UK-based industrial technology group Rolls-Royce has been awarded a four-year full-service engineering design framework contract by the UK Atomic Energy Authority (UKAEA). The contract means that Rolls-Royce will help deliver multi-disciplinary projects for the UKAEA. The company will provide mechanical engineering, process engineering, electrical control and instrumentation, minor structural design engineering, computer-based modelling and simulation, and specialist nuclear services, support.
The UKAEA is the British government agency responsible for research and development in the field of nuclear fusion power. The purpose of the framework contract is to aid the development of nuclear fusion energy. “This is a really exciting opportunity for us to help deliver a key part of the planet’s long-term low carbon power supply,” enthused Rolls-Royce Executive VP Chris Tierney.
One of the programmes the UKAEA is currently working on is the Spherical Tokamak for Energy Production (STEP) project. This aims to design and build the world’s first compact fusion reactor by 2040. The new framework contract, with Rolls-Royce and other companies, could, for example, help develop a feasibility study or a concept design for STEP.
“This framework will be a key means for UKAEA to access the highly-skilled supply chain offered by the winners,” said UKAEA procurement head Paula Barham. “All the successful tenderers are to be congratulated for winning a place on a hotly contested framework. We look forward to working with Rolls-Royce, as well as with all the other framework winners, as we seek to solve the huge technical challenges presented by the development of sustainable fusion energy.”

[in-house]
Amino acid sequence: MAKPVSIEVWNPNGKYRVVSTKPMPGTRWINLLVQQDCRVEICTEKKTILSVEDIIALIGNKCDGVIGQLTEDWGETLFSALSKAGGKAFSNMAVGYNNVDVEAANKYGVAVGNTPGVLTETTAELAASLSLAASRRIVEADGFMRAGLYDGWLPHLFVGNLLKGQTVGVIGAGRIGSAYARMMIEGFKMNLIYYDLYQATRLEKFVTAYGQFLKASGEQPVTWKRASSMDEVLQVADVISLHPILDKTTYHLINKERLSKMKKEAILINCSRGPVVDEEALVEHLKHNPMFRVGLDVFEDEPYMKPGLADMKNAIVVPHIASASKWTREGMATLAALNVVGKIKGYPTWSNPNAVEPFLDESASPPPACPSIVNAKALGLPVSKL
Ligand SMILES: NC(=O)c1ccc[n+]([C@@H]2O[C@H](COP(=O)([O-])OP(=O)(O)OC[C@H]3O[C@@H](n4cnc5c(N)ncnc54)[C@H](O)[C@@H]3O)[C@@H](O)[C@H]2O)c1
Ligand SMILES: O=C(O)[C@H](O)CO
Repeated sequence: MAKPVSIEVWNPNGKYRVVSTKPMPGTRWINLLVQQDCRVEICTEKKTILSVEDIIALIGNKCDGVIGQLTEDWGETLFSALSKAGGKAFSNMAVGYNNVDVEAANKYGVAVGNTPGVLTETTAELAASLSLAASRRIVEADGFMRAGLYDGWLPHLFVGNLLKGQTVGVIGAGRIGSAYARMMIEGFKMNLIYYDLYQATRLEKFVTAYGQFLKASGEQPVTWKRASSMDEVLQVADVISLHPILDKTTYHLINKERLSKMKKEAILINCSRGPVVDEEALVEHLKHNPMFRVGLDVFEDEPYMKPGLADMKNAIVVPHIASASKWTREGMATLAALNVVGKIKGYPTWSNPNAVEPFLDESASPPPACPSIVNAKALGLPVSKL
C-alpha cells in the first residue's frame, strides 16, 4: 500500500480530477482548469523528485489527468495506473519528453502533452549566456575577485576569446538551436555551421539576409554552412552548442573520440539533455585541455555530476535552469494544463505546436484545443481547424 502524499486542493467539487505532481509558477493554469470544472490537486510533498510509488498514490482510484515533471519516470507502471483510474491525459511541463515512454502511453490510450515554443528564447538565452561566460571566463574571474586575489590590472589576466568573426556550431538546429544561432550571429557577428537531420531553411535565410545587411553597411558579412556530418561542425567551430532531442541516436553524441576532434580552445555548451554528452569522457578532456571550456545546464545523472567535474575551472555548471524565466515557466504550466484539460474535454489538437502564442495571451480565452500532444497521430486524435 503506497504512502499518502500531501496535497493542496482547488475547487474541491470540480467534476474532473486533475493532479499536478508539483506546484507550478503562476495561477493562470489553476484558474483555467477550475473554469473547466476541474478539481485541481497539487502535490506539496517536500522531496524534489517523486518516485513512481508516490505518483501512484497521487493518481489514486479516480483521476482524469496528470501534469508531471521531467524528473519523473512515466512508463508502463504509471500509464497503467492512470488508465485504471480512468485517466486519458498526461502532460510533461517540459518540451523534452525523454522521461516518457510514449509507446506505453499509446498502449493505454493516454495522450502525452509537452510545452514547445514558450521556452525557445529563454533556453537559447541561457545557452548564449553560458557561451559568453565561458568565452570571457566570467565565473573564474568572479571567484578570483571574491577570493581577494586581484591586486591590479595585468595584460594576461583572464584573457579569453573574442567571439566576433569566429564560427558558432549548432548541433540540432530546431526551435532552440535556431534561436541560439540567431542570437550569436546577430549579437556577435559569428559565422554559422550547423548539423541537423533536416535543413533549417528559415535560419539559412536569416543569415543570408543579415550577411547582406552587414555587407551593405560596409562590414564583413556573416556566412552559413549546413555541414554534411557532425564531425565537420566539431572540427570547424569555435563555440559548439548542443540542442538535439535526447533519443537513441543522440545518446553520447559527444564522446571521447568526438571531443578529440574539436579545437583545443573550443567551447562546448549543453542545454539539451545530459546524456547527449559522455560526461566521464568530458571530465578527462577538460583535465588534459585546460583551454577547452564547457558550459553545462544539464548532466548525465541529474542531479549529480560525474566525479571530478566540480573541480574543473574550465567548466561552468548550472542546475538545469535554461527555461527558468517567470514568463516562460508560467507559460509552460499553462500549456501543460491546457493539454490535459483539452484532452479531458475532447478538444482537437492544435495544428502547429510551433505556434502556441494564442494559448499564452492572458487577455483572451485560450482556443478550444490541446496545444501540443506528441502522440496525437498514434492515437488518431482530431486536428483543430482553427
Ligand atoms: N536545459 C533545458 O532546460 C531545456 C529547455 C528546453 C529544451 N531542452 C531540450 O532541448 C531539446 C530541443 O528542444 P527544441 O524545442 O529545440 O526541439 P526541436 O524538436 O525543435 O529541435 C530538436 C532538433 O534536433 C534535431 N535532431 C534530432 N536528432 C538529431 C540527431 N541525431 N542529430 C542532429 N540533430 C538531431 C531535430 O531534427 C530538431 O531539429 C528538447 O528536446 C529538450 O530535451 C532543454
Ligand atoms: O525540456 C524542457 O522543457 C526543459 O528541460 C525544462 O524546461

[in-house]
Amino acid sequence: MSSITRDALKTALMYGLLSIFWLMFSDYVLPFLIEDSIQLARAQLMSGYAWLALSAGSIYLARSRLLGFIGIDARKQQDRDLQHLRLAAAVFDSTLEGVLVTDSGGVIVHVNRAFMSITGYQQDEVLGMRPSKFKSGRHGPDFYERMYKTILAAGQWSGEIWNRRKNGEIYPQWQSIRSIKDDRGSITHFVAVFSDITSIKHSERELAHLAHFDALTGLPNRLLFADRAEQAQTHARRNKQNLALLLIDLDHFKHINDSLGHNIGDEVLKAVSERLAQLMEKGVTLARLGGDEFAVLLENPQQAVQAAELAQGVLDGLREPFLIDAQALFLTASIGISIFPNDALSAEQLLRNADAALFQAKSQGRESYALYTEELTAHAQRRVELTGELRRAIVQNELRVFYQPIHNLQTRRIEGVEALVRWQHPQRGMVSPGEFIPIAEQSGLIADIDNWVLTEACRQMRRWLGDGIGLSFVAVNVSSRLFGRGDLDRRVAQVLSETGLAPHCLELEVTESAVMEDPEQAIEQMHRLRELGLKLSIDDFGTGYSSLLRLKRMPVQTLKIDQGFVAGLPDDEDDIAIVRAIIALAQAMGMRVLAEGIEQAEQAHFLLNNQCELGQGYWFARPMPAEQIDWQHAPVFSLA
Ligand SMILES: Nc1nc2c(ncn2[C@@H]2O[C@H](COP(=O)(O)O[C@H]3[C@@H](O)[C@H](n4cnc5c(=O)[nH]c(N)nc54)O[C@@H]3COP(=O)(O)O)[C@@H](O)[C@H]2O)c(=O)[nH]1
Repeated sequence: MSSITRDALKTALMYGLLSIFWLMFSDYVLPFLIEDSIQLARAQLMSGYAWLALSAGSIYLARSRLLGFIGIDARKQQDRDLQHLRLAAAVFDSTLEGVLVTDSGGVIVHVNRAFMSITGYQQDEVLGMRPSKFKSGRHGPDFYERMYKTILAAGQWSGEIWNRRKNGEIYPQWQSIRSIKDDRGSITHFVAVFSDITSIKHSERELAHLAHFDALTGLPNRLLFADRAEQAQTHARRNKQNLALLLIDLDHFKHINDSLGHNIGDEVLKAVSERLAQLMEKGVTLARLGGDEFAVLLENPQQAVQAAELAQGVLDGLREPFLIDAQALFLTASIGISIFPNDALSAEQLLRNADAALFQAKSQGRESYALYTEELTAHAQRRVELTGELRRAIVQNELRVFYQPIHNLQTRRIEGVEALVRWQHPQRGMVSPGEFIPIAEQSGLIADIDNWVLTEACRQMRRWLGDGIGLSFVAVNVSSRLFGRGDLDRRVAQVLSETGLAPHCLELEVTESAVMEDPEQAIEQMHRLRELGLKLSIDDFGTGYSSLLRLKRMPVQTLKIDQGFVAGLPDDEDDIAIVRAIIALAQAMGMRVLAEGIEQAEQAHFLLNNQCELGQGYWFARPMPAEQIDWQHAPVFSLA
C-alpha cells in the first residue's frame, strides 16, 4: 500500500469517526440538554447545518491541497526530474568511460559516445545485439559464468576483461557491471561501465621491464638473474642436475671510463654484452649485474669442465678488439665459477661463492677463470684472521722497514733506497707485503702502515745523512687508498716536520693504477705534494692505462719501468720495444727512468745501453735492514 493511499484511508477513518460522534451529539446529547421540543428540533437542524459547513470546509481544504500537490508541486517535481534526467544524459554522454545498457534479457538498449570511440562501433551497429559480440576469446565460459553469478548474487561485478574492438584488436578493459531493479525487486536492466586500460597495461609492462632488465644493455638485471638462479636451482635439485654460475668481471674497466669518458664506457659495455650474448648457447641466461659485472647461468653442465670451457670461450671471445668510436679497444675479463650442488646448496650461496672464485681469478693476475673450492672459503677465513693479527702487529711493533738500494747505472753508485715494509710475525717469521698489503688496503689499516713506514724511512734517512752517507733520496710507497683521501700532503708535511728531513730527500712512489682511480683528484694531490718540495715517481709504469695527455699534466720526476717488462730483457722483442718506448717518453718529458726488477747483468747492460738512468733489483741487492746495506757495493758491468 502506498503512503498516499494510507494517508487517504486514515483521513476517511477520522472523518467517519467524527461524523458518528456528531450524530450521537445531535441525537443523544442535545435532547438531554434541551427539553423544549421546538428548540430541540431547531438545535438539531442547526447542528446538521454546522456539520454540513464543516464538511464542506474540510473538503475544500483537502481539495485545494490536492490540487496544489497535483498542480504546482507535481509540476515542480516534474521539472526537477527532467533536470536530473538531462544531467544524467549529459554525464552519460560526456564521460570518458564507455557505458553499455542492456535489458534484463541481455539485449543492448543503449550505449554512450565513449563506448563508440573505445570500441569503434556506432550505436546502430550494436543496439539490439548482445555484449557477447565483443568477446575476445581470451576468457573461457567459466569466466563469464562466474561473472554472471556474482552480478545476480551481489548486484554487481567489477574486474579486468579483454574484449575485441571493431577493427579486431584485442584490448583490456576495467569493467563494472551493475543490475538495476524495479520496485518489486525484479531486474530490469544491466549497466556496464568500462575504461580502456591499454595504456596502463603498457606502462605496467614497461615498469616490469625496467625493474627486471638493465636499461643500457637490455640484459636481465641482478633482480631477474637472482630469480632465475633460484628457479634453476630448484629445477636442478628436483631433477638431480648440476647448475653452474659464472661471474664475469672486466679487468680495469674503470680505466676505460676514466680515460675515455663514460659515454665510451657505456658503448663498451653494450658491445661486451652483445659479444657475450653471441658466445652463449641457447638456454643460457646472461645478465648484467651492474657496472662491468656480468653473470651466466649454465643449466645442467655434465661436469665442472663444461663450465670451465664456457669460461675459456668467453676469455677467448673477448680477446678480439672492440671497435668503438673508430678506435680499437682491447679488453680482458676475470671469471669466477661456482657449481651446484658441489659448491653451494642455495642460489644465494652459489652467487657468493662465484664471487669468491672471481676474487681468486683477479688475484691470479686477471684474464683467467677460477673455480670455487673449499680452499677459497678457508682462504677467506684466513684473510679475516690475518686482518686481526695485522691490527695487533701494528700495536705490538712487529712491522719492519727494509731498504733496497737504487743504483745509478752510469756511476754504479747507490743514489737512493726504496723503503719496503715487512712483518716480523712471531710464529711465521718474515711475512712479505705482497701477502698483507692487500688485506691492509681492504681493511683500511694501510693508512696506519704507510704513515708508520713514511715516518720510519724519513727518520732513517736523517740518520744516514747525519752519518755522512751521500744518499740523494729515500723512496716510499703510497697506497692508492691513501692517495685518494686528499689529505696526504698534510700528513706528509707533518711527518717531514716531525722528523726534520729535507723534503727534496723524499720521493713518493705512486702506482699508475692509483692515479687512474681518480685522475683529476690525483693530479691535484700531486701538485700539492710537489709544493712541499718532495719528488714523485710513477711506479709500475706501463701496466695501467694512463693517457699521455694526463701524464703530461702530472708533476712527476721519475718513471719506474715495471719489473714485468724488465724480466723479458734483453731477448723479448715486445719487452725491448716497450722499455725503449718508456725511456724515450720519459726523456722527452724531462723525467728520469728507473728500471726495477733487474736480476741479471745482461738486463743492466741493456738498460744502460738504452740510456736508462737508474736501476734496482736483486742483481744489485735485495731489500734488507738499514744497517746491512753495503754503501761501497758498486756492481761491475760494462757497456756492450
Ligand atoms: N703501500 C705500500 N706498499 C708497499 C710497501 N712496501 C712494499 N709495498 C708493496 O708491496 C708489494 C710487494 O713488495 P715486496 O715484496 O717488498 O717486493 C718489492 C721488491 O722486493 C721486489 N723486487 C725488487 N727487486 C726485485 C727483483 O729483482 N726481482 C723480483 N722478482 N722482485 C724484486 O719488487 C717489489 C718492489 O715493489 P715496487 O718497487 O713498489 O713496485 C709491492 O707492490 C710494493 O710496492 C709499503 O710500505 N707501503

“We have 60 years of experience pioneering fission-based power, including small modular reactors, as well as systems and components for the nuclear industry,” pointed out Tierney. “We feel a very strong connection to UKAEA’s purpose and mission and will be bringing Rolls-Royce’s combined experience in innovation and product development, as well as nuclear know-how, to help deliver UKAEA’s programme goals.”
Concerning fission-based nuclear power, the company is currently providing heat exchangers and back-up power stations for the UK’s Hinkley Point C nuclear power station, being built in the English county of Somerset. Rolls-Royce also supplies instrumentation and control systems to about 50% of the world’s nuclear reactors.